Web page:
1. Hi Elizabeth, thanks for sharing, and few things make me happier than hearing rescue stories. My husband and I rescued a puppy mill dog. She was kept in a chicken coop, breeding for 8 years. The shelter staff said they had never encountered such a terrible case. She would pee if you looked at her. Sadly we only had her 9 months before she died from what I believe to be veterinary incompetence. Thankfully in the time she knew love, and started to trust me enough to finally pet her after 7 months. I wish people would care enough like your daughter did, to adopt a homeless animal. People don’t realise they’re most likely buying a puppy mill dog when they choose to shop instead of adopt.

  3. Hello Hindy.

    A few days ago a good friend discovered her little pooch has got a disease similar to cancer with quite a few of the symptoms you mention here. Sadly, nothing can be done for her dog which is only 5 years old and may, at a push, last 1 or 2 years more.

    Because she checks her dog regularly she had previously mentioned these symptoms to her vet here in the UK but was told they could just be a short term infection. It was on the second check-up 3 months later, 4 days ago, she got the bad news.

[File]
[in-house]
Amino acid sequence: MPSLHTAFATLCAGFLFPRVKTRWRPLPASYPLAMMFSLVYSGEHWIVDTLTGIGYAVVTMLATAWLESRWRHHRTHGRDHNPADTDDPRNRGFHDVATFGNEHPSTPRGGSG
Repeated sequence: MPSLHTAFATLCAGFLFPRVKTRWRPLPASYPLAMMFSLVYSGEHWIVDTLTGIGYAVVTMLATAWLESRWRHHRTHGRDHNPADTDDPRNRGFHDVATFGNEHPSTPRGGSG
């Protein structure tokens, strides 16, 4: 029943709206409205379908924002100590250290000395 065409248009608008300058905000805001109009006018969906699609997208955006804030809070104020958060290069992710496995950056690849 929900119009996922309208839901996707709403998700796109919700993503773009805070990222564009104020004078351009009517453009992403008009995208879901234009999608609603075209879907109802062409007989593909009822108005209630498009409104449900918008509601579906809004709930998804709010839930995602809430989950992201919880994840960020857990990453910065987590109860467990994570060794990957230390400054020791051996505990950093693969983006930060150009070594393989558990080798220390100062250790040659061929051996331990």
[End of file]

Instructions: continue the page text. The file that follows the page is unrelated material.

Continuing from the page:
Now she has to make a decision as to whether to keep her pooch alive in the best state of health then let him go, or whether to extend life by a couple of very uncomfortable months due to serious side effects that would make the dog’s life nasty for him.

    May I ask you opinion here, as you have obvious unwell-dog experience?

    Many thanks – Andre

    1. Hi Andre, what a sad situation for your friend to find herself in. I can relate. You say he may be okay for another year or two, but then you mention treatment extending his life by a couple of months. It’s not quite clear. It’s true, I do have lots of unwell dog and cat experience, but it would not be my place to offer an opinion on what your friend should, and should not, do. First let me say I hope she has a vet she trusts. If she doesn’t, she may want to find one and get another opinion. I’ve had two different vets (I live in England as well) responsible for the death of 2 different dogs, so I recommend she make that a priority. She needs to have this conversation with him, and be clear on what life would be like for her dog, with and without treatment. Like I said, it isn’t my place to offer an opinion, but personally I always consider what’s best for my animal, not for me. I also rely a lot on the opinion of my vet. I hope she finds the answers she needs.

  4. Some great advice and things to look for in both cats and dogs.
    My question to you, how did you come to do training in Toronto? Did you live here at one time? I’m just outside of Toronto, which is why I’m curious.

    A pleasure to meet your acquaintance, I’m going to add you to my feed of blogs to read. 🙂